functional programming language with a very rich type system. Of
course, we want this language to have a rich notion of data
structure as well. I will describe one class of such data types
which I studied during my PhD, where a type A is formed inductively,
simultaneously with a second type B : A > Type which depend on it.
Both types are formed inductively, hence we call such definitions
inductiveinductive definitions. I will give several examples of
inductiveinductive definitions, and discuss their metatheory.
 Marco Gaboardi (U.Dundee)
Title: Type checking linear dependent types for sensitivity.
Abstract: Recent works have shown the power of linear indexed type systems for capturing complex safety properties. These systems combine linear type systems with a language of indices that appear in the types, allowing more finegrained analysis. For example, linear indexed types have been fruitfully applied to verify differential privacy in the Fuzz type system.
A natural way to enhance the expressiveness of this approach is by allowing the indices to depend on runtime information, in the spirit of dependent types. This approach is used in DFuzz, an extension of Fuzz. The DFuzz type system relies on an indexlevel language supporting real and natural number arithmetic over con stants and dependent variables. Moreover, DFuzz uses a subtyping mechanism to semantically manipulate indices. By themselves, lin earity, dependency, and subtyping each require delicate handling when performing type checking or type inference; their combination increases this challenge substantially, as the features can interact in nontrivial ways.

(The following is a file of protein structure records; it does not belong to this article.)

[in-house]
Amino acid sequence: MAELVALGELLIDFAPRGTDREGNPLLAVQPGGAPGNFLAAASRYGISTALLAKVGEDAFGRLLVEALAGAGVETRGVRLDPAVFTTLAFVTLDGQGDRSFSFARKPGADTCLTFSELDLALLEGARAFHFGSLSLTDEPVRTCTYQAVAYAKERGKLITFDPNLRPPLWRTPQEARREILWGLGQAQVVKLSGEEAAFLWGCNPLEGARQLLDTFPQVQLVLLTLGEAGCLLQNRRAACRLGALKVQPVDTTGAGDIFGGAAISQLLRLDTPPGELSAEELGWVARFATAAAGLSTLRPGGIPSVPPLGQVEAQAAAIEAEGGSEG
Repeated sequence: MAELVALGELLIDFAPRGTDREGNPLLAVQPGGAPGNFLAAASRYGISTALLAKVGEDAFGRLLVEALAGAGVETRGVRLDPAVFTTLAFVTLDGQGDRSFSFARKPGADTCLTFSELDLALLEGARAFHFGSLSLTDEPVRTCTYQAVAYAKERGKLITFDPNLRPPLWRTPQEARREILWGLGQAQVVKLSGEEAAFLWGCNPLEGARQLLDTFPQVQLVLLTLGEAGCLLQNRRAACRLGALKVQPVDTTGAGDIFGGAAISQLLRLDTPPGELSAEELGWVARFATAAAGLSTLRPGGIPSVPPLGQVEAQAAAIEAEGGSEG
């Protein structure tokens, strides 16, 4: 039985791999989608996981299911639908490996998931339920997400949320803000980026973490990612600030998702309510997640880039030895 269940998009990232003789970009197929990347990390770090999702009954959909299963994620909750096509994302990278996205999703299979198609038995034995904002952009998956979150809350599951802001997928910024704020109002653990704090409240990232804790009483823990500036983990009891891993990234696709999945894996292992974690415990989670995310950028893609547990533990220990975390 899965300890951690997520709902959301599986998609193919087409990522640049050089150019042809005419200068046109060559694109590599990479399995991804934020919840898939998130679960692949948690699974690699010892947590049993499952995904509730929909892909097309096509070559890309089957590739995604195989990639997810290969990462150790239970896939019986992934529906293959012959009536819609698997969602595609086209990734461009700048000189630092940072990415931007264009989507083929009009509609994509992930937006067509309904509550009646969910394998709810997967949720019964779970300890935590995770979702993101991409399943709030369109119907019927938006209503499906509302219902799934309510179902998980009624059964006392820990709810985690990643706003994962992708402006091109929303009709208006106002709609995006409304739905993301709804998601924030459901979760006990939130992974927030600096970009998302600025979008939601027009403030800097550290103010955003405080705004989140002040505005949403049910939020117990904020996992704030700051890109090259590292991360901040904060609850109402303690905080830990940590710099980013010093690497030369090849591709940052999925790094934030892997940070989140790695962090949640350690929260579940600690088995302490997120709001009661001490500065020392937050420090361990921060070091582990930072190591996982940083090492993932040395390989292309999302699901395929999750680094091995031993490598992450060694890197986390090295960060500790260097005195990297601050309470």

In this talk, I will present the typechecking problem for DFuzz. I will show how one can reduce type checking for (a simple extension of) DFuzz to constraint solving over a firstorder theory of naturals and real numbers which, although undecidable, can often be handled in practice by standard numeric solvers.

Neil Ghani (U.Strathclyde).
Title: Logical Relations  Fibrationally.

Adam Gundry (WellTyped LLP).